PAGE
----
“Our big belief, one of our central organizing principles [at Breitbart] is that we are at war.” November 17, 2015
“We’re in a war. We’re clearly going into, I think, a major shooting war in the Middle East, again.” November 27, 2015
“It’s war. It’s war. Every day, we put up America’s at war. America’s at War. We’re at war.” December 14, 2015
– Steve Bannon
A warmonger, by definition, is someone who promotes war — urges it, stirs it up. Warmongering is especially foreboding when it comes from a person who is the Commander-in-Chief’s political advisor, chief strategist, senior counsel, and foreign policy guru. Philip Rucker, the Washington Post’s White House Bureau Chief, observes that, “Trump considers Bannon a savant and is allowing him to shape his presidency and especially his foreign policy.”
Steve Bannon does not mince words on the prospect of war. The quotations above were reported in a recent story in USA Today, written by Steve Reilly and Brad Heath and based on a review of dozens of hours of Bannon’s comments in his 2015 and 2016 Breitbart radio talk shows. From Bannon’s far-right standpoint, this war is a civilizational struggle. It is a clash-of-civilizations vision, Ann Hornaday reports, also expressed in Bannon’s documentary films, which feature “distinct Manichean themes” and “echo the same urgent, apocalyptic anti-globalism he’s espoused in speeches and on Breitbart News.”
Bannon now brings these views to the table as a member of the Principals Committee of Trump’s National Security Council.
On January 6, 2016, he commented that Islam today is “actually much darker” than Hitler and the Nazis were in the 1930s.
On February 25, 2016, he allowed that an “expansionist Islam” and an “expansionist China” were “on the march” and that “they think the Judeo-Christian West is on the retreat.”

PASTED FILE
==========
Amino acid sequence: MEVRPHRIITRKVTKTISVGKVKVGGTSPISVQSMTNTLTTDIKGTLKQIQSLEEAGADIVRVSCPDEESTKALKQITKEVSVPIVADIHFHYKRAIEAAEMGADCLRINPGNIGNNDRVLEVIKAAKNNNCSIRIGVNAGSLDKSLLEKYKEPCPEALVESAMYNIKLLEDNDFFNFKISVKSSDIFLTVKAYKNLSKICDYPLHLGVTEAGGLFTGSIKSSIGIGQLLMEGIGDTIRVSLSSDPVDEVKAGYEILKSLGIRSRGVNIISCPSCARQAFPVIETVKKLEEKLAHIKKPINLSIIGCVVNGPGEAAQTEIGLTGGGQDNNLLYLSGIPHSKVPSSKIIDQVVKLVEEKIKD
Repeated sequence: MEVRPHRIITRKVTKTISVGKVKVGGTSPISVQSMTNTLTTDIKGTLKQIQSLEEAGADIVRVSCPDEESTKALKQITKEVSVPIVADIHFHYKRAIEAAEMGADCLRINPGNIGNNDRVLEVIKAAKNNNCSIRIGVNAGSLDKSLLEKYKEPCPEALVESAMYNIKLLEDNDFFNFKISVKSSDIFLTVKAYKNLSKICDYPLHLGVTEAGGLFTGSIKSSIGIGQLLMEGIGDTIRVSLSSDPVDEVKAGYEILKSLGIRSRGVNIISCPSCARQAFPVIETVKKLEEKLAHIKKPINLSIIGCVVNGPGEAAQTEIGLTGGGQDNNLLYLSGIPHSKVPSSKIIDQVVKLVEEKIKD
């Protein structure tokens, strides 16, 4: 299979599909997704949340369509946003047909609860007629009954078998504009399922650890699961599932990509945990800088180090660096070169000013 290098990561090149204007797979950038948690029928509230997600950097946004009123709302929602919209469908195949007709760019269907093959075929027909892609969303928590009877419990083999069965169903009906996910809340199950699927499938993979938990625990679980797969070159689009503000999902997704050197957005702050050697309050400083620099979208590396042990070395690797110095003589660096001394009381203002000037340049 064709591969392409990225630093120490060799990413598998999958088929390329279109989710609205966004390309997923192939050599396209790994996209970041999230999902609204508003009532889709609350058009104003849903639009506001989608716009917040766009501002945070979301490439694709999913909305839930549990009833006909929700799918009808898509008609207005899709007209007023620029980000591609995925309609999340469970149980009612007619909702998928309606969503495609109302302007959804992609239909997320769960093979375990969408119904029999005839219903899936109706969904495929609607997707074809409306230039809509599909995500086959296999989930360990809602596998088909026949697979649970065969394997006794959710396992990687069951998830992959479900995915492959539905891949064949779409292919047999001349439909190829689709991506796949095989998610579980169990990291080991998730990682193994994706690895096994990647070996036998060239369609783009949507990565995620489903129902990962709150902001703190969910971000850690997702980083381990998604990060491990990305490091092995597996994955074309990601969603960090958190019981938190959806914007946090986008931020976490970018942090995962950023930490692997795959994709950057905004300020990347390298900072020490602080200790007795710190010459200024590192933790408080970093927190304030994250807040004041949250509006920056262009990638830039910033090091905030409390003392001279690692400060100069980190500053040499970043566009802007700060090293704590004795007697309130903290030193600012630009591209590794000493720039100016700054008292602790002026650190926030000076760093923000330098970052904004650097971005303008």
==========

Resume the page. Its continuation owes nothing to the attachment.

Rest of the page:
On March 10, 2016, he insisted there was “no doubt” that “we’re going to war in the South China Sea in five to ten years.”
On August 17, 2016, Bannon became Chief Executive of Donald Trump’s presidential campaign. On January 20, 2017, in his inaugural address, President Trump said he “would unite the civilized world against Radical Islamic Terrorism, which we will eradicate completely from the face of the earth.” On February 2, 2017, at the annual interfaith prayer breakfast, the President spoke of straightening out a troubled, chaotic world of “violence carried out in the name of religion,” which threatened Jewish people with “extermination” and Christians with “genocide,” a threat not seen “since the Middle Ages.”
The devil myth, about which Oscar Giner and I wrote in Hunt the Devil: A Demonology of US War Culture (University of Alabama Press, 2015), has been resurrected in yet another US presidency. In Jungian terms, our shadow is being projected. At the level of the presidency, the nation is denying its own unconscious impulses by attributing them to others.
Bannon, himself, is a dark figure who says “darkness is good,” that it is the “power” of “Dick Cheney, Darth Vader, Satan.” Dark power triumphs, Bannon says, when political opponents remain “blind to who we are and what we are doing.” Indeed, there is a “dark anti-otherness” tenor in Trump’s appeal to evangelical Christians, David Leonhardt observes in a recent New York Times Op-Ed.
Projection is blinding, whether political opponents attribute to Bannon their own dark impulses (and thus fail to understand the power Trump has harnessed) or the country at large unreflectively assigns dark impulses to Muslims in order to justify civilizational war. Projection is the darkness within the body politic that goes unacknowledged and unaddressed. It is an exercise in self-righteousness that promotes militancy and militarism. It is the engine of warmongering.